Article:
Please ensure Javascript is enabled for purposes of website accessibility Jeff Asher: Half of Louisiana’s seniors have the coronavirus vaccine. Here’s the impact. | Coronavirus | #television | #elderly | #movies – Active Lifestyle Media

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TV & MoviesJeff Asher: Half of Louisiana’s seniors have the coronavirus vaccine. Here’s the impact. | Coronavirus | #television | #elderly | #movies

Jeff Asher: Half of Louisiana’s seniors have the coronavirus vaccine. Here’s the impact. | Coronavirus | #television | #elderly | #movies


Louisiana reached something of a milestone recently: About half of the state’s seniors over 70 years old have initiated their coronavirus vaccinations. That’s a big deal, as nearly 70% of the Louisianans who have died from COVID over the last 11 months have been over 70.

All told, over 10% of Louisiana’s population has had the vaccine initiated so far, with the pace expected to pick up in the next few weeks as more Pfizer and Moderna shots become available. The FDA will meet on Feb 26 to discuss an emergency use authorization for Johnson & Johnson’s one-dose vaccine, which could come online in March and provide vaccinations to 100 million people in the U.S. by the end of June.



Vaccinations showing impact: About half of Louisianans over 70 have initiated their coronavirus vaccinations, far more than any other age group. This cohort has also shown a greater drop in infections than any other age group. 


The rollout’s speed has been frustrating at times, but it has been steady and there are signs that it is beginning to pick up speed again. Johnson & Johnson’s vaccine will only increase the availability of an effective vaccine to anybody that wants one.

The U.K. variant is still threatening, and there is every reason to believe we are not out of the woods yet. At the same time, cases are down, hospitalizations are down, and things are back in the O.K. category for the first time in a while.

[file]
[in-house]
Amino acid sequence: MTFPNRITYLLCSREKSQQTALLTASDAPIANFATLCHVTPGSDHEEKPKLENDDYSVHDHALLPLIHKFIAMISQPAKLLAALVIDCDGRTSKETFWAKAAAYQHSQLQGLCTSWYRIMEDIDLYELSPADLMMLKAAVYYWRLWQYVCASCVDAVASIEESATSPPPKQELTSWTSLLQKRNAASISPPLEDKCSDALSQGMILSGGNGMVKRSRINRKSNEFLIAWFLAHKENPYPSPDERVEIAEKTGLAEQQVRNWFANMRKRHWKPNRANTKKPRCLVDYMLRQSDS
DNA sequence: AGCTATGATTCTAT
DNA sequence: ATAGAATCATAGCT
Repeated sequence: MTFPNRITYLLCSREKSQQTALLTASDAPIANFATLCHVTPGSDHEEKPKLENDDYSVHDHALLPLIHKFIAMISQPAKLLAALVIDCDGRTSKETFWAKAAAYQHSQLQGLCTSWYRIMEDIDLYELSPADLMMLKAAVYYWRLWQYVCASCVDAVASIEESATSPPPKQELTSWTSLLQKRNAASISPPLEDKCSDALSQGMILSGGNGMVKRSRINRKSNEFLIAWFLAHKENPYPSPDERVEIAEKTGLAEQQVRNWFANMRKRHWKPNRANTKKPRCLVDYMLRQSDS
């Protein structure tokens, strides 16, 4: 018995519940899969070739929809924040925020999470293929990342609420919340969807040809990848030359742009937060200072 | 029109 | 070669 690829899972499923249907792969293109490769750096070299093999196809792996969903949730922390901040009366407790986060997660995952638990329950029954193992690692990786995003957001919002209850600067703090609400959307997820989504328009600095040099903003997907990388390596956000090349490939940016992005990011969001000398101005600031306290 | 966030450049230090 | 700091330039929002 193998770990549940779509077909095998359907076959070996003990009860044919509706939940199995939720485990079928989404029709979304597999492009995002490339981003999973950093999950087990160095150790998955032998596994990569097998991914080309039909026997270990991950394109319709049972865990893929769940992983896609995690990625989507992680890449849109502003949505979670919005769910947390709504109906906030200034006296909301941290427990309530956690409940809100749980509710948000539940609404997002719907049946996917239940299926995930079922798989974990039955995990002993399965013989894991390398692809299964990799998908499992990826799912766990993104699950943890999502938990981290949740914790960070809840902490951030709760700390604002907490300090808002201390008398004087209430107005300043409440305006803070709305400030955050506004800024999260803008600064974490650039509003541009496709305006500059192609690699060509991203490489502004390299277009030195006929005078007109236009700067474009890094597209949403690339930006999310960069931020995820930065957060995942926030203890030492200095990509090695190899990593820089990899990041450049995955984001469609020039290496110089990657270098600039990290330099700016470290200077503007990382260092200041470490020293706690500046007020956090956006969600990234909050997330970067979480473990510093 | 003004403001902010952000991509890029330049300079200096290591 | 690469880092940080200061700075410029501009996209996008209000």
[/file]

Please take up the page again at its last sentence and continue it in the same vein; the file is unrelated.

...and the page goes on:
With that in mind, I was struck by a comment that New Orleans Health Department Director Dr. Jennifer Avegno made to me a few weeks back. Discussing the state of the vaccine, she said: “I’m afraid we’ll stall out around 50-60%, subjecting our healthcare workers to a daily trickle of really sick people from a totally preventable disease.”



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It isn’t our biggest issue right now, or even the next biggest issue facing us. But there may be a point a few months from now where the vaccine is available to anyone who wants it, and our biggest challenge is convincing skeptical people to take it.

With that in mind, it is worth taking stock of the real-world evidence showing just how effective the available vaccines have been thus far. The best data is coming from Israel, where over 40% of the country’s population had received at least one dose of the COVID vaccine as of mid-February.

Older people were prioritized in Israel, much like here, and nearly 90% of people 60 and up had received at least their first dose as of early February. The results seem to speak for themselves: Cases among people 60 and up have dropped by 41% and hospitalizations by 31% from mid-January to early February, compared to drops of 12% and 5% respectively in cases and hospitalizations for Israelis under 60.

Israel has largely been using Pfizer’s vaccine. There is evidence that it and the other vaccines are effective at reducing infections. Dr. Anthony Fauci recently said that research is pointing in a “favorable direction.”

There is also reason for optimism that Louisiana’s vaccination strategy is paying dividends. Cases in Louisiana fell an astounding 72% between Jan. 8 and Feb. 10, hospitalizations are also falling rapidly, and there is evidence that the state’s prioritization of older residents who are most at risk of dying is having the intended effect.

Comparing census data with Louisiana Department of Health data on vaccinations shows that about 55% of Louisiana residents over 70 have had at least one shot, while no other age range has had even 20% vaccinated. It is encouraging, therefore, to see that people 70 and up have had the largest drop in reported cases since early January.

COVID was silently spreading through New Orleans like few other places in the country at this point last year, but the evidence is clear that we are now all far closer to the end of this thing than the beginning. Trying to figure out how to get over the final hump is a good problem to have, but it is one we must solve so that one day soon nobody is dying of what will have become a preventable disease.

A Jan. 15 piece in the New York Times by Aproova Mandavilli and Roni Caryn Rabin carried a stark warning from the Centers for Disease Control …

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